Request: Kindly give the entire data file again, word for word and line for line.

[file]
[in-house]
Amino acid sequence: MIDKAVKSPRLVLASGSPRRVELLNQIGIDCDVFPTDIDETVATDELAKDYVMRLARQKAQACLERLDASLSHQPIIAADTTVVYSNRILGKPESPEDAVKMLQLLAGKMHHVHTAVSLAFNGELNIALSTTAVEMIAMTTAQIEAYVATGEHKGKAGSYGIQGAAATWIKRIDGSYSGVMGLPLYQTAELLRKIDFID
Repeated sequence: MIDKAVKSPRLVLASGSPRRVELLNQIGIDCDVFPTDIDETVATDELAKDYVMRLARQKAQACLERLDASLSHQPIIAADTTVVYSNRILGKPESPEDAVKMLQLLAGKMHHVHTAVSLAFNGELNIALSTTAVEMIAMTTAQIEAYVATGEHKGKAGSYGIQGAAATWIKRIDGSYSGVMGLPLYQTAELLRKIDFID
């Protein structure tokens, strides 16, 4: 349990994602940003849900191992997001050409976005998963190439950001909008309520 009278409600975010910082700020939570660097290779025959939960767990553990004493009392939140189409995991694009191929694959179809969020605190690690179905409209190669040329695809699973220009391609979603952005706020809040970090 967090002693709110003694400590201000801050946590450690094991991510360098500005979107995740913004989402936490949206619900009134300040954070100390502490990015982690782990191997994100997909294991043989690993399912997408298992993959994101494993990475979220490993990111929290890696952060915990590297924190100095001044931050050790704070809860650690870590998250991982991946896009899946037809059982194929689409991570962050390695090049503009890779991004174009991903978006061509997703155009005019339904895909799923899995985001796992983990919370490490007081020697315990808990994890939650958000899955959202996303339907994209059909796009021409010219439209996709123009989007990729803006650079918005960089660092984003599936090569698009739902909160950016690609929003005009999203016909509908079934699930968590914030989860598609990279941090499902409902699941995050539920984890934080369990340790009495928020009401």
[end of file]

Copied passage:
[in-house]
Amino acid sequence: MIDKAVKSPRLVLASGSPRRVELLNQIGIDCDVFPTDIDETVATDELAKDYVMRLARQKAQACLERLDASLSHQPIIAADTTVVYSNRILGKPESPEDAVKMLQLLAGKMHHVHTAVSLAFNGELNIALSTTAVEMIAMTTAQIEAYVATGEHKGKAGSYGIQGAAATWIKRIDGSYSGVMGLPLYQTAELLRKIDFID
Repeated sequence: MIDKAVKSPRLVLASGSPRRVELLNQIGIDCDVFPTDIDETVATDELAKDYVMRLARQKAQACLERLDASLSHQPIIAADTTVVYSNRILGKPESPEDAVKMLQLLAGKMHHVHTAVSLAFNGELNIALSTTAVEMIAMTTAQIEAYVATGEHKGKAGSYGIQGAAATWIKRIDGSYSGVMGLPLYQTAELLRKIDFID
């Protein structure tokens, strides 16, 4: 349990994602940003849900191992997001050409976005998963190439950001909008309520 009278409600975010910082700020939570660097290779025959939960767990553990004493009392939140189409995991694009191929694959179809969020605190690690179905409209190669040329695809699973220009391609979603952005706020809040970090 967090002693709110003694400590201000801050946590450690094991991510360098500005979107995740913004989402936490949206619900009134300040954070100390502490990015982690782990191997994100997909294991043989690993399912997408298992993959994101494993990475979220490993990111929290890696952060915990590297924190100095001044931050050790704070809860650690870590998250991982991946896009899946037809059982194929689409991570962050390695090049503009890779991004174009991903978006061509997703155009005019339904895909799923899995985001796992983990919370490490007081020697315990808990994890939650958000899955959202996303339907994209059909796009021409010219439209996709123009989007990729803006650079918005960089660092984003599936090569698009739902909160950016690609929003005009999203016909509908079934699930968590914030989860598609990279941090499902409902699941995050539920984890934080369990340790009495928020009401």